>If you could consider my earlier post (30/8 14:23), about the
    >differences between the Nightclub and DJ models, when replying, it
    >will help me to actually get round to purchasing a cart, rather than
    >asking endless questions here :)


    You mean this message?

    >Having looked at the spec sheets for the Nightclub E and the DJ E
    >(http://www.ortofon.dk/html/body_disco_coil_technical_data.html?varenr=0130021
    >&
    >http://www.ortofon.dk/html/body_disco_coil_technical_data.html?varenr=0130051),
    >the only differences I can see between them are:
    >
    >1) channel balance at 1khz: Nightclub E - 1.5db", DJ E - 2db
    >
    >2) Compliance, dynamic, lateral: Nightclub E - 7 µm/mN, DJ E - 9 µm/mN
    >
    >3) Nightclub E has a yellow neon tip whereas DJ E has a blue tip
    >
    >I have no idea what 1) means or whether a high or low value is good,
    >so I'd be grateful if you could explain whether the DJ E's higher
    >value is going to noticably affect the sound quality.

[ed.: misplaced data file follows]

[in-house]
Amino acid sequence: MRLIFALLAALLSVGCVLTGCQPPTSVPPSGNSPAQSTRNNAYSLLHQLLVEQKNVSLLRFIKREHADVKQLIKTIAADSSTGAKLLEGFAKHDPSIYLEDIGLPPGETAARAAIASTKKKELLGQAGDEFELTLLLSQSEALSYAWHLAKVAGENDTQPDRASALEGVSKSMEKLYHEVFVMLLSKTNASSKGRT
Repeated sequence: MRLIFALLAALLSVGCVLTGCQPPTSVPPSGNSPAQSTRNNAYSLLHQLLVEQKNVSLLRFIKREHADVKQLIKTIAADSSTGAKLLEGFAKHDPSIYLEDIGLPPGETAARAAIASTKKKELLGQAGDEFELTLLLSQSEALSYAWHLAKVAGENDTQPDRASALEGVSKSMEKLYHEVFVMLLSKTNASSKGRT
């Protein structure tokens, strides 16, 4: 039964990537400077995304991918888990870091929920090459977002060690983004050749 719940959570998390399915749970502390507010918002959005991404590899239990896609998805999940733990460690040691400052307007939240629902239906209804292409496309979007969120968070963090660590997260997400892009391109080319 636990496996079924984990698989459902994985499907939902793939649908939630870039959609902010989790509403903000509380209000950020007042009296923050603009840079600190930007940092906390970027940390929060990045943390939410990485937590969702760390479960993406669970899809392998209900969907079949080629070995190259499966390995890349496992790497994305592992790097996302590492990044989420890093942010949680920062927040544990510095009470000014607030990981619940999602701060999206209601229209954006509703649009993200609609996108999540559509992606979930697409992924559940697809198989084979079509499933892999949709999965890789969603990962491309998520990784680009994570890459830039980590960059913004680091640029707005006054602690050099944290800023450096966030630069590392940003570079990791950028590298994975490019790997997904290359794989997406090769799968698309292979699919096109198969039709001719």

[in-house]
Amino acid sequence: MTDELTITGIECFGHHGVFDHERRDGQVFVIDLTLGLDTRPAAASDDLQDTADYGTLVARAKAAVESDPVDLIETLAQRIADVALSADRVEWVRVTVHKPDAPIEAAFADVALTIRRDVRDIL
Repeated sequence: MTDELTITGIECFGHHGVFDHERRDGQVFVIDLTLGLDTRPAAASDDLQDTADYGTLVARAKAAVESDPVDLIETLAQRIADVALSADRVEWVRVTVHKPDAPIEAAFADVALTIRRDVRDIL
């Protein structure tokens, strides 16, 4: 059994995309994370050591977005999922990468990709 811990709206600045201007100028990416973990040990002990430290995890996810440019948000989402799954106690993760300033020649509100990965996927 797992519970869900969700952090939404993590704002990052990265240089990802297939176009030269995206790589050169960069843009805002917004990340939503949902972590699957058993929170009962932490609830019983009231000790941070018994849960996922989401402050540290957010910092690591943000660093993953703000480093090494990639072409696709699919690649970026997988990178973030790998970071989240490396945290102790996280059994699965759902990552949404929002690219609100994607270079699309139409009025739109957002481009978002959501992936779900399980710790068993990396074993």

The channel balance figure just means that one channel might be as
    much as 1.5dB louder (or 2dB louder for the other model) than the
    other channel when they play back a signal recorded at the same level
    on both channels. All this means to me is that the 1.5dB one is made
    to a closer tolerance. It would be easy for a preamp to have a balance
    trim control so you could tweak it to compensate for any such
    difference, but AFAIK they don't. Whether one channel being up to 1.5
    or 2 dB louder is significant to you is up to you to decide (but for
    either cartridge I think I'd add a balance trimpot to the preamp and
    tweak it with a test record).

    From the first post, I presume you have two turntables? You could
    easily hear/check out the differences between the cartridges by buying
    one of each. :)


    >Doughboy
  17. James Boyk

    James Boyk Guest

    I can't believe this discussion going on & on AND ON about things that surely don't matter! This cartridge is going to be used for ultra-UNcritical stuff, right? THe main property it needs is surely ability to take abuse. Frequency response difference betw
    een 18k and 20k surely does not matter, right? And yet the discussion is going into audiophile detail. Well, find, if that's what all y'all enjoy.

    Or have I missed the boat? Is a "DJ" application somehow very critical of sound quality?